patches/ prefix, which means that filename completion can be
           used.

           -a  Apply all patches in the series file.

           -q  Quiet operation.

           -f  Force apply, even if the patch has rejects.

           -v  Verbose operation.

           --fuzz=N

               Set the maximum fuzz factor (default: 2).

           -m, --merge[=merge|diff3]

               Merge the patch file into the original files (see
               patch(1)).

           --leave-rejects

               Leave around the reject files patch produced, even if the
               patch is not actually applied.

           --color[=always|auto|never]

               Use syntax coloring (auto activates it only if the output
               is a tty).

           --refresh

               Automatically refresh every patch after it was
               successfully applied.

       refresh [-p n|-p ab] [-u|-U num|-c|-C num] [-z[new_name]] [-f]
       [--no-timestamps] [--no-index] [--diffstat] [--sort] [--backup]
       [--strip-trailing-whitespace] [patch]

           Refreshes the specified patch, or the topmost patch by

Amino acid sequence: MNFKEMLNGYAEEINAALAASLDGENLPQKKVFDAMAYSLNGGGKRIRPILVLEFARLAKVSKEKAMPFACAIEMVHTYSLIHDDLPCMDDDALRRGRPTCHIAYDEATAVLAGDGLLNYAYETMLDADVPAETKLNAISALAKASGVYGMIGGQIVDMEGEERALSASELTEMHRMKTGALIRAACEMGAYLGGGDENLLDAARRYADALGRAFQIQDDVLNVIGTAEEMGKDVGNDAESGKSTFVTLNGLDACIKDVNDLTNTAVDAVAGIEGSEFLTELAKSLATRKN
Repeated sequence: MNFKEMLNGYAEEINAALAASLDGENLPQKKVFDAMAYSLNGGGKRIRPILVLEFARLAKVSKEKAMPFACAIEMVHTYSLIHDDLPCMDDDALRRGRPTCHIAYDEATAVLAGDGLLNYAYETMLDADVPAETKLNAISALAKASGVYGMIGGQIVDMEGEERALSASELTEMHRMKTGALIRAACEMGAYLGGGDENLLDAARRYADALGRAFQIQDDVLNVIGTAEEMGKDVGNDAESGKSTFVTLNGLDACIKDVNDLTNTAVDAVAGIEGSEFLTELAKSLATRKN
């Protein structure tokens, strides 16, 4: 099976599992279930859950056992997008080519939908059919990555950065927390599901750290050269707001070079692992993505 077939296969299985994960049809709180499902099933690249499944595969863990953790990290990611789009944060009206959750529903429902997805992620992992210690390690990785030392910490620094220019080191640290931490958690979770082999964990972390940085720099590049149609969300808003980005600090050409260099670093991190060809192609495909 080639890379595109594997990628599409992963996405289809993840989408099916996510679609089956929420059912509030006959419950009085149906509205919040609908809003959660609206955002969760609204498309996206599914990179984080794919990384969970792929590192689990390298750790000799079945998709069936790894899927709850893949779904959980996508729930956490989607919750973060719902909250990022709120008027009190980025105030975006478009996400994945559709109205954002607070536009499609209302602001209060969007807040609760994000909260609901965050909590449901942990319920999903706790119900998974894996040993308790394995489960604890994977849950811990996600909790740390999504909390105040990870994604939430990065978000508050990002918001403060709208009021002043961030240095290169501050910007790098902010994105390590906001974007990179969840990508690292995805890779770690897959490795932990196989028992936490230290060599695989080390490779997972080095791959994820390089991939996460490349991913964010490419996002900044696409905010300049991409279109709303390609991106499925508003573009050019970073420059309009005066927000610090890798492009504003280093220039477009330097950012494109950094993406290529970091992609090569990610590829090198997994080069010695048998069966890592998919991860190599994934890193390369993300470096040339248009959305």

default.  Documentation that comes before the actual patch in
           the patch file is retained.

           It is possible to refresh patches that are not on top.  If
           any patches on top of the patch to refresh modify the same
           files, the script aborts by default.  Patches can still be
           refreshed with -f.  In that case this script will print a
           warning for each shadowed file, changes by more recent
           patches will be ignored, and only changes in files that have
           not been modified by any more recent patches will end up in
           the specified patch.

           -p n
               Create a -p n style patch (-p0 or -p1 supported).

           -p ab
               Create a -p1 style patch, but use a/file and b/file as
               the original and new filenames instead of the default
               dir.orig/file and dir/file names.

           -u, -U num, -c, -C num

               Create a unified diff (-u, -U) with num lines of context.
               Create a context diff (-c, -C) with num lines of context.
               The number of context lines defaults to 3.

           -z[new_name]

               Create a new patch containing the changes instead of
               refreshing the topmost patch. If no new name is
               specified, `-2' is added to the original patch name, etc.